David Terr's Website



“Fibonacci Expansions and ‘F-adic’ integers,” The Fibonacci Quarterly, v. 34, 1996

“On the Sums of Digits of Fibonacci Numbers,” The Fibonacci Quarterly, v. 35, 1996..

A Modification of Shanks’ Baby-Step Giant-Step Algorithm,” Mathematics of Computation, v. 69, 2000

Here's a copy of my resume

Alternate Forms of Energy

With the rapid depletion of fossil fuels, oil and natural gas in particular, and with their environmental hazards such as global warming, air pollution and acid rain, it is clear that we need to develop alternate forms of energy. Below I discuss several alternatives as well as their merits and drawbacks.

Renewable Sources

Hydroelectric Power
Hydroelectric power has been in use for a long time; the first hydroelectric plant was built in Rothbury, England in 1870. Today, hydroelectric power supplies 20% of the world's power and it is estimated that it is capable of providing 9 to 12 times as much energy as it currently does. However, there are environmental concerns regarding building new dams.

Solar Power
Solar power is a potentially very attractive form of energy, since it is plentiful and pollution-free. Just one tenth of a percent of the earth's surface potentially suffices to produce our current power needs. Nevertheless, there are several disadvantanges to solar power. Solar cells are only operable during the daytime when the sun is shining, and currently have an efficiency of only 7-18 percent. In order to be useful all the time, solar power must first be converted to another form of energy.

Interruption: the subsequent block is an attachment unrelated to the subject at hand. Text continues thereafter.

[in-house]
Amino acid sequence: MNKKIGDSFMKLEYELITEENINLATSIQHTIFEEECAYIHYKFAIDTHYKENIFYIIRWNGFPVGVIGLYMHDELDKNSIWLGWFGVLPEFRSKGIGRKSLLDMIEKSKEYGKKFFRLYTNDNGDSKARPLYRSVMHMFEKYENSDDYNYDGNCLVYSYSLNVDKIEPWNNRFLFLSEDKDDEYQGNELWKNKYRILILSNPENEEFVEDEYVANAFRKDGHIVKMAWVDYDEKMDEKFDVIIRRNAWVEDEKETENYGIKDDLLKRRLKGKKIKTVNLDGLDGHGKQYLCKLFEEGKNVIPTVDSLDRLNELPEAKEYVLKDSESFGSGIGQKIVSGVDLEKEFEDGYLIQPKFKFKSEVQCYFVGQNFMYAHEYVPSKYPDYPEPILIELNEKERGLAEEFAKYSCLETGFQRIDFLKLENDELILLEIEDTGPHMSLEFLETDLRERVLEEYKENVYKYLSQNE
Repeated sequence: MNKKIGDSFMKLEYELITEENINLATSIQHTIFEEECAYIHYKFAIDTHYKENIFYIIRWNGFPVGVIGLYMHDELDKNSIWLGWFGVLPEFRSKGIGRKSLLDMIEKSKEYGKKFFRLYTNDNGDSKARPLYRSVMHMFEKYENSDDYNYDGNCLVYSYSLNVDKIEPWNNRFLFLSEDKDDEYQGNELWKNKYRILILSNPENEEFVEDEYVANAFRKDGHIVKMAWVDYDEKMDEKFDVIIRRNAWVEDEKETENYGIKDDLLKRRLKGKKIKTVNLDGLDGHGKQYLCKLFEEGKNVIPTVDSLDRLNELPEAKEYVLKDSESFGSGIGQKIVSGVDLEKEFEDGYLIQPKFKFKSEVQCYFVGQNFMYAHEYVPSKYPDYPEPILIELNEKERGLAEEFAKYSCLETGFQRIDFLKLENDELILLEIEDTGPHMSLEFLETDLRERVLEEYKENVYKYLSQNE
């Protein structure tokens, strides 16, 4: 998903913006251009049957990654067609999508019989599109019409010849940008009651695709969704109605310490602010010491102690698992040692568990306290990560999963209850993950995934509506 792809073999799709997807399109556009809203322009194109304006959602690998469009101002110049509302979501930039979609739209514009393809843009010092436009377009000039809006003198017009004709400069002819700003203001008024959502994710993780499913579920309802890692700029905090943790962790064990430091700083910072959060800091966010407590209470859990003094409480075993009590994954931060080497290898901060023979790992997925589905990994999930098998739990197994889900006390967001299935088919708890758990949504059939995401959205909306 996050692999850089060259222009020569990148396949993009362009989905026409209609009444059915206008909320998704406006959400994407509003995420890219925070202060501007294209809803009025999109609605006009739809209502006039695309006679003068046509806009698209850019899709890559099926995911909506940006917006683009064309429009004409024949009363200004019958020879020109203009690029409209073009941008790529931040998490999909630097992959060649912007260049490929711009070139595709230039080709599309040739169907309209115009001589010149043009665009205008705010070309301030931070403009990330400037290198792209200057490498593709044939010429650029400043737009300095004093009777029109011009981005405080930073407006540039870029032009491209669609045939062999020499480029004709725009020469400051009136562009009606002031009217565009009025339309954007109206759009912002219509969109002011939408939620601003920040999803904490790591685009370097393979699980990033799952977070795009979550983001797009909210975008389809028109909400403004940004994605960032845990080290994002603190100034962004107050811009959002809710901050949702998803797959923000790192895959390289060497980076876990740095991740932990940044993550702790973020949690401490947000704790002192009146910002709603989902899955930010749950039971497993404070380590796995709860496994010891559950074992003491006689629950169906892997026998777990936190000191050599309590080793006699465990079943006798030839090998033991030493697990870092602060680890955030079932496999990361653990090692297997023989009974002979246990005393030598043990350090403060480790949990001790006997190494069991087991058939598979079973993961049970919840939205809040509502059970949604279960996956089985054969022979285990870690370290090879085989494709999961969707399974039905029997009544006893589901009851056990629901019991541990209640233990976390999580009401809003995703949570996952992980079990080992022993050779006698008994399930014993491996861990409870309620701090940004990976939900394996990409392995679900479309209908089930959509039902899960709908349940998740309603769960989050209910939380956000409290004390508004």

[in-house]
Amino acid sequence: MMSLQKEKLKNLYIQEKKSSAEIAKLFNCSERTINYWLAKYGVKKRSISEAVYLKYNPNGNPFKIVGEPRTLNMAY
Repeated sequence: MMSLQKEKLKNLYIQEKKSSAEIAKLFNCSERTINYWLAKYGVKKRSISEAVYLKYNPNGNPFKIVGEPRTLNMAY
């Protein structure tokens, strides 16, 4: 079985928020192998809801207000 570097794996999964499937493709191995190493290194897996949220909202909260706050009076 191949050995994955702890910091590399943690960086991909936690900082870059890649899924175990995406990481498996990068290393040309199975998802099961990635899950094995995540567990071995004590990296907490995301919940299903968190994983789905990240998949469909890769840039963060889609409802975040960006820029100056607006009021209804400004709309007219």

Wind Power
Wind power has been in use the longest of all renewable sources; the first use was in Persia around 200 BC for grinding grain. It currently accounts for less than 1% of worldwide energy use, though its use is growing quite fast. It is estimated that wind power can potentially produce about 5 times the world's current energy use.

Geothermal Power
Geothermal power is currently a rather limited renewable resource. Tidal power, one source of geothermal power, can potentially produce just one-quarter of the world's current power needs. The heat from the earth is plentiful, but most of it is not currently available.

Bioenergy, including biomass, biofuel, and biogas, is a fairly new source of energy. Ethanol, a biofuel, was used by the Ford Model T from 1903 to 1926, until petroleum fuels became cheaper. Since the first energy crisis in 1973, there has been renewed interest in biofuels and other forms of bioenergy.

Non-Renewable Sources

Nuclear Power
Nuclear power is a non-renewable energy source. There are two potential forms of nuclear energy, fission and fusion, though no commercial fusion plants have yet been developed. Nuclear plants have been in use since 1954 and today they provide 7% of the world's energy. Nevertheless, nuclear power has several serious drawbacks. Nuclear power produces hazardous radioactive waste, and no viable solution has yet been offered on what to do with it. Also, there is serious potential risk of nuclear accidents, such as the meltdown at Chernobyl, Ukraine (formerly the USSR) in 1986. Furthermore, the amount of available uranium fuel is limited; it is estimated that available resources will last only 50 years at their current rate of use. Fusion power promises to alleviate nearly all the hazards of fission, but there are several obstacles in its development and it is estimated that it won't become commercially available until around 2050.